British Journal of English Linguistics (BJEL)

EA Journals

rhetoric

Rhetorical Diplomacy: A Study of Nigeria’s President Muhammadu Buhari’s Speech To the 70th Session of the United Nations General Assembly- September, 2015 (Published)

Diplomatic texts-oral or written-are usually deemed to be of a high significance. The significance of a diplomatic texts is based on the fact that it comes from the personality of a Head of State (or government or his representative) who is a mouth piece of a country by virtue of the office he holds and his utterances are channeled to influence the official relationship of states. This genre, surprisingly, has been given relatively very little attention by scholars and linguists. This study entitled: “Rhetorical Diplomacy: A study of Nigeria’s President Muhammadu Buhari‘s speech to the 70th Session of the United Nations General Assembly”, is an analytical study of the pragmatic strategies of the President with the aim of determining their effectives in conveying the speakers intentions to his audience. The analysis, carried out in this study, was based on the theoretical backcloth of the Speech Act theory by Austin (1962) and Searle, (1969, 1999). Specifically, the study adopted Searle (1999)’s taxonomy of speech acts which gave primacy not to the types of speech acts, but to their illocutionary points /forces. As a result of this, the utterances were analysed as diplomatic actions taken by the President, in terms of their illocutionary points/ forces and the perlocutionary effects they have on his audience. Our basic findings show that the President made use of expressive, assertive, commissive, and directive speech acts to perform various direct and indirect interactive acts which were found to be diplomatically correct in foregrounding and communicating Nigeria’s challenges and polices to the global community. The data however, revealed no instance of the use of verdictive and declarative acts by the President. The paper concluded that the study of the deployment of speech acts as a strategy in political and diplomatic speeches, contributes to a better understanding of multilateral and bilateral communication and provides insights into presidential outputs in diplomatic meetings.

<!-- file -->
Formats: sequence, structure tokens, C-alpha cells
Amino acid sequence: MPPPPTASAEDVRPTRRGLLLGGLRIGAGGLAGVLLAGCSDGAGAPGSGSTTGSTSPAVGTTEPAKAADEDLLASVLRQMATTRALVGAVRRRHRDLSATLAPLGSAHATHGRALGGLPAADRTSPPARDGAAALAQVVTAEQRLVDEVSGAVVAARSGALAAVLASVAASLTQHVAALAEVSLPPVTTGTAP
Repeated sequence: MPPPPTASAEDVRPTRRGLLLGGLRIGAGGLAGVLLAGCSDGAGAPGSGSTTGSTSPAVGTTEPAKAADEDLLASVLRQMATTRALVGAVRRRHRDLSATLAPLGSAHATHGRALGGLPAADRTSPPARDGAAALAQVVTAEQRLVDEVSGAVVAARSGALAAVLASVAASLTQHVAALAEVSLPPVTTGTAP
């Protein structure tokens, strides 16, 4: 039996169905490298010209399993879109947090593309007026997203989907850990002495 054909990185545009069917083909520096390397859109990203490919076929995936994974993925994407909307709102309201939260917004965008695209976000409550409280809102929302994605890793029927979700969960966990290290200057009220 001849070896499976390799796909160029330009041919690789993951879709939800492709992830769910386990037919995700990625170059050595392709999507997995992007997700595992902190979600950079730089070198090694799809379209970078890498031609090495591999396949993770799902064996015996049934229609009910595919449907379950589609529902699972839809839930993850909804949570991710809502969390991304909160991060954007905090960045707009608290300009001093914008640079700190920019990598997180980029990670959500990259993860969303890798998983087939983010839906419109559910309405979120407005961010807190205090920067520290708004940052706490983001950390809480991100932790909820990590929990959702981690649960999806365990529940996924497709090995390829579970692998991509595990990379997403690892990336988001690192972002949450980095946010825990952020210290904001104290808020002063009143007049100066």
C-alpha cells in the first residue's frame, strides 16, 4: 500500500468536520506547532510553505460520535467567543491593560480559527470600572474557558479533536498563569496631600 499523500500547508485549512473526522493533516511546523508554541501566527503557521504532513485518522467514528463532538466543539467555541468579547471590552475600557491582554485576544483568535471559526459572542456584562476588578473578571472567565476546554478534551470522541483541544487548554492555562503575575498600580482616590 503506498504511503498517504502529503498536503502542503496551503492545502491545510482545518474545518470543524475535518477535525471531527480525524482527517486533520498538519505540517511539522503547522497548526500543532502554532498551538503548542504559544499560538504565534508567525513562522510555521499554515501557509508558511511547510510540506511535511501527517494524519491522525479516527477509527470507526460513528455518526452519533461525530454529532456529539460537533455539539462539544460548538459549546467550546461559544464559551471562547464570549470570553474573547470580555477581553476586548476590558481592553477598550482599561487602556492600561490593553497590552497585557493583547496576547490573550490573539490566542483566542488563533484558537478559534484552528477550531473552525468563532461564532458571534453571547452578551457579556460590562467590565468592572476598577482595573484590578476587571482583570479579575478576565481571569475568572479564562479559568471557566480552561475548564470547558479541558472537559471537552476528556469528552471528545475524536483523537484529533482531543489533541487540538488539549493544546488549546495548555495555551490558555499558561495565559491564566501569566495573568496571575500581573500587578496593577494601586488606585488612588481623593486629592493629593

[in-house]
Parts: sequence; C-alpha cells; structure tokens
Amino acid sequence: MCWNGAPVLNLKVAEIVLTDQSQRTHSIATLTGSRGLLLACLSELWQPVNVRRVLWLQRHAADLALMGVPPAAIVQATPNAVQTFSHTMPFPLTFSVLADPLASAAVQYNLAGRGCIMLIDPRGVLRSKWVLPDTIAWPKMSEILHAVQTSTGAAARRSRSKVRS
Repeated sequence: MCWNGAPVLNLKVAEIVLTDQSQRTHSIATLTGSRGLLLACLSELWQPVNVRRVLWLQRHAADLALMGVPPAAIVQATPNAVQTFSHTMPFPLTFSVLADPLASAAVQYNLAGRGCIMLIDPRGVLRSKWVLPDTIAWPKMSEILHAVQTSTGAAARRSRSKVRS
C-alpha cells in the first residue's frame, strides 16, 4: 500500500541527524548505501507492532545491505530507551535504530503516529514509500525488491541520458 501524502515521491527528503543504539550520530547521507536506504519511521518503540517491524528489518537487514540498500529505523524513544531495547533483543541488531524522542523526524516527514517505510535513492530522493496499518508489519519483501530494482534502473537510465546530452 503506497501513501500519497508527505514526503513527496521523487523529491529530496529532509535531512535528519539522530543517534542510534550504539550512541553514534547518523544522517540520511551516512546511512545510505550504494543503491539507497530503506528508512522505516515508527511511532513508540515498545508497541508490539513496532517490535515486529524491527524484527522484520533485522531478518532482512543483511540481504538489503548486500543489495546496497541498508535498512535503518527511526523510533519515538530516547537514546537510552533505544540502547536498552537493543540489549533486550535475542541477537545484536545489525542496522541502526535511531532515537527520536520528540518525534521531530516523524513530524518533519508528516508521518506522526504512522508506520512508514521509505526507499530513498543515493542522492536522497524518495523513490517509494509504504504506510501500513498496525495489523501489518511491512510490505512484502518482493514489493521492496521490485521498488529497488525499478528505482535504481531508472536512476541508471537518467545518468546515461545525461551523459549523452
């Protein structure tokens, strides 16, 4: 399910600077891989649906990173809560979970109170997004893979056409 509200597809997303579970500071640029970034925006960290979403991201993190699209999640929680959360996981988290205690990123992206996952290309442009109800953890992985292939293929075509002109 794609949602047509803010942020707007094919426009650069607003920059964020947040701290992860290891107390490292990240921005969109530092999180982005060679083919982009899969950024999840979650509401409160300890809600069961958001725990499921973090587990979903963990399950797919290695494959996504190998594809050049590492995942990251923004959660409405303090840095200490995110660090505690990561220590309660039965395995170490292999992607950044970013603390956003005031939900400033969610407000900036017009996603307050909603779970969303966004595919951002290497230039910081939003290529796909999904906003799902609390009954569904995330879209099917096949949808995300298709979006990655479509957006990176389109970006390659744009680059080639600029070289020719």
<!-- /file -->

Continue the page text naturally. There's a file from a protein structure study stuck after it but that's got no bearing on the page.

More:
Keywords: Diplomacy, Speech Acts., rhetoric

A Study on Aristotle’s Rhetoric Applied to Industrial Communication (Published)

Mastering Industrial communication is of paramount importance to all professionals who are active in current industries. I strongly believe that engineers’ job is not a single man’s show. Professionals from various fields work together for a common goal at industries. The effective process of communication is pivot to effective management. When more than two individuals work on one task, definitely they need a common understanding and is possible only with appropriate communication. But mere words spilled out of lips may not be effective in current industries as they are involved with so many complexities in functioning. ARISTOTLE’S THEORIES OF RHETORIC, can be applied to the industrial communication to improve the skill of speaking and writing of the personnel at industries. With the help of Aristotle’s three persuasive appeals of Rhetoric i.e. Logos, Ethos and Pathos the industrial communication can be made more effective and with right combination of these three appeals a speech can be intensified and made more powerful than a missile. In this paper I would like to throw some light on the effectiveness of the three appeals of Rhetoric to improve the art of using language that can leave a positive impact on the employees at Industries. Aristotle’s Rhetorical appeals are profoundly influential in making the individuals realize the facts of TRUTH at work in the areas of Motivation& Training, and Problem Analysis etc.

Keywords: Ethos, Logos, Pathos, rhetoric

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